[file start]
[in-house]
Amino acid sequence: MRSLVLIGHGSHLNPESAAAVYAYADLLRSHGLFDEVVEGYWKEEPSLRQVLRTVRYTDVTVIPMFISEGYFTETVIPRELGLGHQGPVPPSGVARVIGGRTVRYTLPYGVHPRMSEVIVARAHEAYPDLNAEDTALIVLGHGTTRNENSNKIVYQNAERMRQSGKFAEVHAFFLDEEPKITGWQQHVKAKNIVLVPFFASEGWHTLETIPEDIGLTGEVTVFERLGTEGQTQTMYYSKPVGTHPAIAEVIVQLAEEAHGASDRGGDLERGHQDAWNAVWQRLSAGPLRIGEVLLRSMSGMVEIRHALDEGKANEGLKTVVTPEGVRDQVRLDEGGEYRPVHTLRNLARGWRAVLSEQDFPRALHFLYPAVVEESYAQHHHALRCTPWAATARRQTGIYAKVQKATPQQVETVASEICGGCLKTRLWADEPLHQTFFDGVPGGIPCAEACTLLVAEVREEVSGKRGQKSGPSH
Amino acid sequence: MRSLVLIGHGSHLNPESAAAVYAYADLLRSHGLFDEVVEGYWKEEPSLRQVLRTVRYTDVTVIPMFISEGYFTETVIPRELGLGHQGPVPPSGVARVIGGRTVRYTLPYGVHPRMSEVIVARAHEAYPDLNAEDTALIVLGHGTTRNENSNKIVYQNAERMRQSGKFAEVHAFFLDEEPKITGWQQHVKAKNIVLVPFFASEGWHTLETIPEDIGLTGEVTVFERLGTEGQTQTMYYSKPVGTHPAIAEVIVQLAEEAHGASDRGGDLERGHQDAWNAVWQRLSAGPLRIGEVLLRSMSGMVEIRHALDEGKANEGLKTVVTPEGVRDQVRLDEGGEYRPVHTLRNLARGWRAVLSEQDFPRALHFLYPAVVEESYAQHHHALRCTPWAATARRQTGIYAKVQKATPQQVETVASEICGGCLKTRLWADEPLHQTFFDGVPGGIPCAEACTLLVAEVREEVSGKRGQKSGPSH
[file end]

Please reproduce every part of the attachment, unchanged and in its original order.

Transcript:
[in-house]
Amino acid sequence: MRSLVLIGHGSHLNPESAAAVYAYADLLRSHGLFDEVVEGYWKEEPSLRQVLRTVRYTDVTVIPMFISEGYFTETVIPRELGLGHQGPVPPSGVARVIGGRTVRYTLPYGVHPRMSEVIVARAHEAYPDLNAEDTALIVLGHGTTRNENSNKIVYQNAERMRQSGKFAEVHAFFLDEEPKITGWQQHVKAKNIVLVPFFASEGWHTLETIPEDIGLTGEVTVFERLGTEGQTQTMYYSKPVGTHPAIAEVIVQLAEEAHGASDRGGDLERGHQDAWNAVWQRLSAGPLRIGEVLLRSMSGMVEIRHALDEGKANEGLKTVVTPEGVRDQVRLDEGGEYRPVHTLRNLARGWRAVLSEQDFPRALHFLYPAVVEESYAQHHHALRCTPWAATARRQTGIYAKVQKATPQQVETVASEICGGCLKTRLWADEPLHQTFFDGVPGGIPCAEACTLLVAEVREEVSGKRGQKSGPSH
Amino acid sequence: MRSLVLIGHGSHLNPESAAAVYAYADLLRSHGLFDEVVEGYWKEEPSLRQVLRTVRYTDVTVIPMFISEGYFTETVIPRELGLGHQGPVPPSGVARVIGGRTVRYTLPYGVHPRMSEVIVARAHEAYPDLNAEDTALIVLGHGTTRNENSNKIVYQNAERMRQSGKFAEVHAFFLDEEPKITGWQQHVKAKNIVLVPFFASEGWHTLETIPEDIGLTGEVTVFERLGTEGQTQTMYYSKPVGTHPAIAEVIVQLAEEAHGASDRGGDLERGHQDAWNAVWQRLSAGPLRIGEVLLRSMSGMVEIRHALDEGKANEGLKTVVTPEGVRDQVRLDEGGEYRPVHTLRNLARGWRAVLSEQDFPRALHFLYPAVVEESYAQHHHALRCTPWAATARRQTGIYAKVQKATPQQVETVASEICGGCLKTRLWADEPLHQTFFDGVPGGIPCAEACTLLVAEVREEVSGKRGQKSGPSH